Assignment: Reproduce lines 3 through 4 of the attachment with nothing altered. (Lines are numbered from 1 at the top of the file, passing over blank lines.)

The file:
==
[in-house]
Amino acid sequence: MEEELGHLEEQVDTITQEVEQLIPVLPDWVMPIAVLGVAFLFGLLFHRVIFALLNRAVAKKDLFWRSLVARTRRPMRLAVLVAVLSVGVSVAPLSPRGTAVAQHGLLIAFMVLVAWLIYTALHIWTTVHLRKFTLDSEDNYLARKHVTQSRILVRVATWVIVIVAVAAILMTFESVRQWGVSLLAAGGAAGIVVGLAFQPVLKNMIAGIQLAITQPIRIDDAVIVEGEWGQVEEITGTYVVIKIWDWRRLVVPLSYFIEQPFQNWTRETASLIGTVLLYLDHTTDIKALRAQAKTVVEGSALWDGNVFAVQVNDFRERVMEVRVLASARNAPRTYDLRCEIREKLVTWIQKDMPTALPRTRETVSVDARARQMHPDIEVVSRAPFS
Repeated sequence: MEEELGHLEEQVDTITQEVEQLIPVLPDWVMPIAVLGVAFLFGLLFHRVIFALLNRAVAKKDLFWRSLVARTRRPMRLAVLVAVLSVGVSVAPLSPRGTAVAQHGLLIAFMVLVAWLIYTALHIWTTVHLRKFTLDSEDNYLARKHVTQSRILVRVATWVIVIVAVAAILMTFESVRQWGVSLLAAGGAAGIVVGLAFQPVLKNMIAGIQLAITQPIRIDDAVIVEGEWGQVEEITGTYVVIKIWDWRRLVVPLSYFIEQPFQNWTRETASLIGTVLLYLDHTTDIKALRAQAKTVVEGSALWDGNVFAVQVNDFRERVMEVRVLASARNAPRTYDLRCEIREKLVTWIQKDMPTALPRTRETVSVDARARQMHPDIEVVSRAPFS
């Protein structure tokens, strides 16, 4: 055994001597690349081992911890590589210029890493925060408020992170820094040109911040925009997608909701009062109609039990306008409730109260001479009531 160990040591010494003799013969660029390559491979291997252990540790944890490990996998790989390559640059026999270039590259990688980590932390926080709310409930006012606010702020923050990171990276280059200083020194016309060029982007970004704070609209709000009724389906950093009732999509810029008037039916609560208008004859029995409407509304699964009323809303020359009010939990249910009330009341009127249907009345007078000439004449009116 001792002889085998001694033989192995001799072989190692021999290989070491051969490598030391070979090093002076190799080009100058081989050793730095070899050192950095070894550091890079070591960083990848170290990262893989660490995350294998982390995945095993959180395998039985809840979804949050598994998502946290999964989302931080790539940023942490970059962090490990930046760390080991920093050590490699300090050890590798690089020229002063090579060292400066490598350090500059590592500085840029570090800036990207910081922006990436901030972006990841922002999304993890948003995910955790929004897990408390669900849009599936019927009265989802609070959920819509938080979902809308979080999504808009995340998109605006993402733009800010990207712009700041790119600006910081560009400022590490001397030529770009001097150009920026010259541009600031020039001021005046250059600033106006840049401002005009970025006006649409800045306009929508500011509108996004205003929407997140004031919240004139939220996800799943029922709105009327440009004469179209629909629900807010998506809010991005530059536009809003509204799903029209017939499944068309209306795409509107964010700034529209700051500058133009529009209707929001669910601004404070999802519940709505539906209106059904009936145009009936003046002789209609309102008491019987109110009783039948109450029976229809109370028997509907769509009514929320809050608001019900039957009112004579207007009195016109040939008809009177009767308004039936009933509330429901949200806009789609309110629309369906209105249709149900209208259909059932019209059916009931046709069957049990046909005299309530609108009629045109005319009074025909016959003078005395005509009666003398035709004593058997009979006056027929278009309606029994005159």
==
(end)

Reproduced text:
Repeated sequence: MEEELGHLEEQVDTITQEVEQLIPVLPDWVMPIAVLGVAFLFGLLFHRVIFALLNRAVAKKDLFWRSLVARTRRPMRLAVLVAVLSVGVSVAPLSPRGTAVAQHGLLIAFMVLVAWLIYTALHIWTTVHLRKFTLDSEDNYLARKHVTQSRILVRVATWVIVIVAVAAILMTFESVRQWGVSLLAAGGAAGIVVGLAFQPVLKNMIAGIQLAITQPIRIDDAVIVEGEWGQVEEITGTYVVIKIWDWRRLVVPLSYFIEQPFQNWTRETASLIGTVLLYLDHTTDIKALRAQAKTVVEGSALWDGNVFAVQVNDFRERVMEVRVLASARNAPRTYDLRCEIREKLVTWIQKDMPTALPRTRETVSVDARARQMHPDIEVVSRAPFS
């Protein structure tokens, strides 16, 4: 055994001597690349081992911890590589210029890493925060408020992170820094040109911040925009997608909701009062109609039990306008409730109260001479009531 160990040591010494003799013969660029390559491979291997252990540790944890490990996998790989390559640059026999270039590259990688980590932390926080709310409930006012606010702020923050990171990276280059200083020194016309060029982007970004704070609209709000009724389906950093009732999509810029008037039916609560208008004859029995409407509304699964009323809303020359009010939990249910009330009341009127249907009345007078000439004449009116 001792002889085998001694033989192995001799072989190692021999290989070491051969490598030391070979090093002076190799080009100058081989050793730095070899050192950095070894550091890079070591960083990848170290990262893989660490995350294998982390995945095993959180395998039985809840979804949050598994998502946290999964989302931080790539940023942490970059962090490990930046760390080991920093050590490699300090050890590798690089020229002063090579060292400066490598350090500059590592500085840029570090800036990207910081922006990436901030972006990841922002999304993890948003995910955790929004897990408390669900849009599936019927009265989802609070959920819509938080979902809308979080999504808009995340998109605006993402733009800010990207712009700041790119600006910081560009400022590490001397030529770009001097150009920026010259541009600031020039001021005046250059600033106006840049401002005009970025006006649409800045306009929508500011509108996004205003929407997140004031919240004139939220996800799943029922709105009327440009004469179209629909629900807010998506809010991005530059536009809003509204799903029209017939499944068309209306795409509107964010700034529209700051500058133009529009209707929001669910601004404070999802519940709505539906209106059904009936145009009936003046002789209609309102008491019987109110009783039948109450029976229809109370028997509907769509009514929320809050608001019900039957009112004579207007009195016109040939008809009177009767308004039936009933509330429901949200806009789609309110629309369906209105249709149900209208259909059932019209059916009931046709069957049990046909005299309530609108009629045109005319009074025909016959003078005395005509009666003398035709004593058997009979006056027929278009309606029994005159």